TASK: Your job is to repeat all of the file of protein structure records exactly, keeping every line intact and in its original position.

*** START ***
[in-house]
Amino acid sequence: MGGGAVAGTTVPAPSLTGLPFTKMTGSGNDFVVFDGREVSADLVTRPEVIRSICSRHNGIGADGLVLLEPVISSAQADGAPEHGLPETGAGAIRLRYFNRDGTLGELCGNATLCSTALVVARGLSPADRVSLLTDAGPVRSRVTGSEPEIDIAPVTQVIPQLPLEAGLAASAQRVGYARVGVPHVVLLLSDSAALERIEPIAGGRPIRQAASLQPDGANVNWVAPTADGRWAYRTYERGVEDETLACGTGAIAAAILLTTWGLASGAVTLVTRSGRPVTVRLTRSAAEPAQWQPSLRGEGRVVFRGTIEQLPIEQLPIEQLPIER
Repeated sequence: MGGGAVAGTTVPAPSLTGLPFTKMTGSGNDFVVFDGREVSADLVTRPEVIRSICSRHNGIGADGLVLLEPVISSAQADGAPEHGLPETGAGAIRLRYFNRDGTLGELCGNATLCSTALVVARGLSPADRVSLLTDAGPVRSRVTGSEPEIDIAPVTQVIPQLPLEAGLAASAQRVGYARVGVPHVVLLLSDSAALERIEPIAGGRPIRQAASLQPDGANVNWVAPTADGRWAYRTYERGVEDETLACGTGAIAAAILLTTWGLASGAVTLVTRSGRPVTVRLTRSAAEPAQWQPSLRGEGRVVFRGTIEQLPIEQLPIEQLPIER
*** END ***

[in-house]
Amino acid sequence: MGGGAVAGTTVPAPSLTGLPFTKMTGSGNDFVVFDGREVSADLVTRPEVIRSICSRHNGIGADGLVLLEPVISSAQADGAPEHGLPETGAGAIRLRYFNRDGTLGELCGNATLCSTALVVARGLSPADRVSLLTDAGPVRSRVTGSEPEIDIAPVTQVIPQLPLEAGLAASAQRVGYARVGVPHVVLLLSDSAALERIEPIAGGRPIRQAASLQPDGANVNWVAPTADGRWAYRTYERGVEDETLACGTGAIAAAILLTTWGLASGAVTLVTRSGRPVTVRLTRSAAEPAQWQPSLRGEGRVVFRGTIEQLPIEQLPIEQLPIER
Repeated sequence: MGGGAVAGTTVPAPSLTGLPFTKMTGSGNDFVVFDGREVSADLVTRPEVIRSICSRHNGIGADGLVLLEPVISSAQADGAPEHGLPETGAGAIRLRYFNRDGTLGELCGNATLCSTALVVARGLSPADRVSLLTDAGPVRSRVTGSEPEIDIAPVTQVIPQLPLEAGLAASAQRVGYARVGVPHVVLLLSDSAALERIEPIAGGRPIRQAASLQPDGANVNWVAPTADGRWAYRTYERGVEDETLACGTGAIAAAILLTTWGLASGAVTLVTRSGRPVTVRLTRSAAEPAQWQPSLRGEGRVVFRGTIEQLPIEQLPIEQLPIER